I wanted to like this novel. First, the title reminds me of the song by The Killers, and I wondered if and how Abram and Juliette's story would relate to the song. Second, the story sounds really cute (as is the cover for the novel). However, I just couldn't connect with the characters or their story.

The chapters alternate between Abram and Juliette's perspectives. Finding Mr. Brightside is already short for a novel. In order to give each character enough page time, the chapters are cut short and aren't filled with many details. The result is that the story moves fairly quickly without elaborating on the characters thoughts and actions. It also made me confused about the nature of their relationship. Juliette's mom and Abram's dad died not too long ago on top of having an affair with each other. From Juliette's first chapter, we know that she isn't sure how to interact with Abram, so how do they end up kind of flirting with each other soon after we learn this piece of information? Juliette blames some of her bizarre actions on her medication, but it would have helped if some of the backstory had been set up before the pharmacy scene. (Such has how the families are coping, what their relationship is like right now, maybe what they're struggling with, and how their respective medications are influencing their lives.)

As it is, Abram and Juliette fell flat for me. While some insight into their minds is provided, their thoughts don't tell us much beyond the superficial. I don't feel like we're really shown the core of their characters. In addition, their behavior seems juvenile, and because of the lack of backstory, the character motivation is lacking. It seems to me from Abram's first chapter that he has a crush on Juliette, but since when and how has the "tragedy" influenced his view of Juliette and his perceived chance of a romantic encounter with her? Juliette is harder to understand. Why does she blame her behavior on the medications, and does she view it as a good or bad thing? Why is she on the medication in the first place? I believe that these question will be answered later, but they haven't been answered 17% into the novel. In fact, 17% into the novel, I still don't know what makes them who they are. Not to mention that I'm still on the first night (the pharmacy night). By now, I would have expected the introduction to be over and the plot starting to move.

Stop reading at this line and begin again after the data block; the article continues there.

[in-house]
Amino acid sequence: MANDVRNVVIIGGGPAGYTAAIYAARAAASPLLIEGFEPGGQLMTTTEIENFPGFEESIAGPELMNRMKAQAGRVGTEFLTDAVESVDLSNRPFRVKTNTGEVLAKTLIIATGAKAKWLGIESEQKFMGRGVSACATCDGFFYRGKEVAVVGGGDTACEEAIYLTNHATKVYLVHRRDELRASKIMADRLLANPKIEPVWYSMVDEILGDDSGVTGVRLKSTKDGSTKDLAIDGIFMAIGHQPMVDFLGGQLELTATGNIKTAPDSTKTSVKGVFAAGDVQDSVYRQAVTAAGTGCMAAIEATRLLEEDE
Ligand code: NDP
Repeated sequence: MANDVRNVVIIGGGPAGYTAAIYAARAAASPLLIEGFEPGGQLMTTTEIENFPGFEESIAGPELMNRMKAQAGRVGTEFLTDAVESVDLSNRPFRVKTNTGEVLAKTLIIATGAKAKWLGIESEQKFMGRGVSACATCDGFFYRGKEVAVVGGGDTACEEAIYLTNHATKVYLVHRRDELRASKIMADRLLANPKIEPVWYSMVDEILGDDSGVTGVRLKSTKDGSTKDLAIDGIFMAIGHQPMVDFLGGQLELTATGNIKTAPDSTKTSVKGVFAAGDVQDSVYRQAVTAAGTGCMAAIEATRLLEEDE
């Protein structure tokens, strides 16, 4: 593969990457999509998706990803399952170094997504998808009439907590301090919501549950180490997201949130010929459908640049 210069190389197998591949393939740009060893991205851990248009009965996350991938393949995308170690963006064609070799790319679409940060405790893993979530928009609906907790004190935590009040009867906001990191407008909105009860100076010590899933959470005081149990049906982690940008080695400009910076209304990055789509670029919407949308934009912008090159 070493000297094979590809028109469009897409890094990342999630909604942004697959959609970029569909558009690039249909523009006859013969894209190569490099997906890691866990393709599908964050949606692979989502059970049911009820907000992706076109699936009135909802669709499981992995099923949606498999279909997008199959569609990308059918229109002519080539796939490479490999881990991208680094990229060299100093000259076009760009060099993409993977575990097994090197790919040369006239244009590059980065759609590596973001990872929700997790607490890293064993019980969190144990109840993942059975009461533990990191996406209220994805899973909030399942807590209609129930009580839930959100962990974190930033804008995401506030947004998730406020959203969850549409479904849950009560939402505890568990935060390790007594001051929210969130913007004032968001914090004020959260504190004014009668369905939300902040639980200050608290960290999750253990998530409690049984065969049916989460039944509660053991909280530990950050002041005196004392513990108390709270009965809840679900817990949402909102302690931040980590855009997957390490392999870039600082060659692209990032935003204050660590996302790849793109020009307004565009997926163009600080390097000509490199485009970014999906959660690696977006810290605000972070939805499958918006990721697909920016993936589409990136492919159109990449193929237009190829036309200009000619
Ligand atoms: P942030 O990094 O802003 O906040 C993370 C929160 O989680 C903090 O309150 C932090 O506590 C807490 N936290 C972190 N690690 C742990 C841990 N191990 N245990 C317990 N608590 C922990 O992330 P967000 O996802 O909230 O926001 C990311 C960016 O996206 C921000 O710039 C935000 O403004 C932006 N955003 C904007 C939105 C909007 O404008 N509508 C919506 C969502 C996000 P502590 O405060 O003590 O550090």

For a tragic love story, I would recommend The Beginning of After by Jennifer Castle. For a short, cute love story, I would recommend The Statistical Probability of Love at First Sight by Jennifer E. Smith. My reviews for these novels are linked before.

DNF 17% into the novel (the last third of which was skimmed)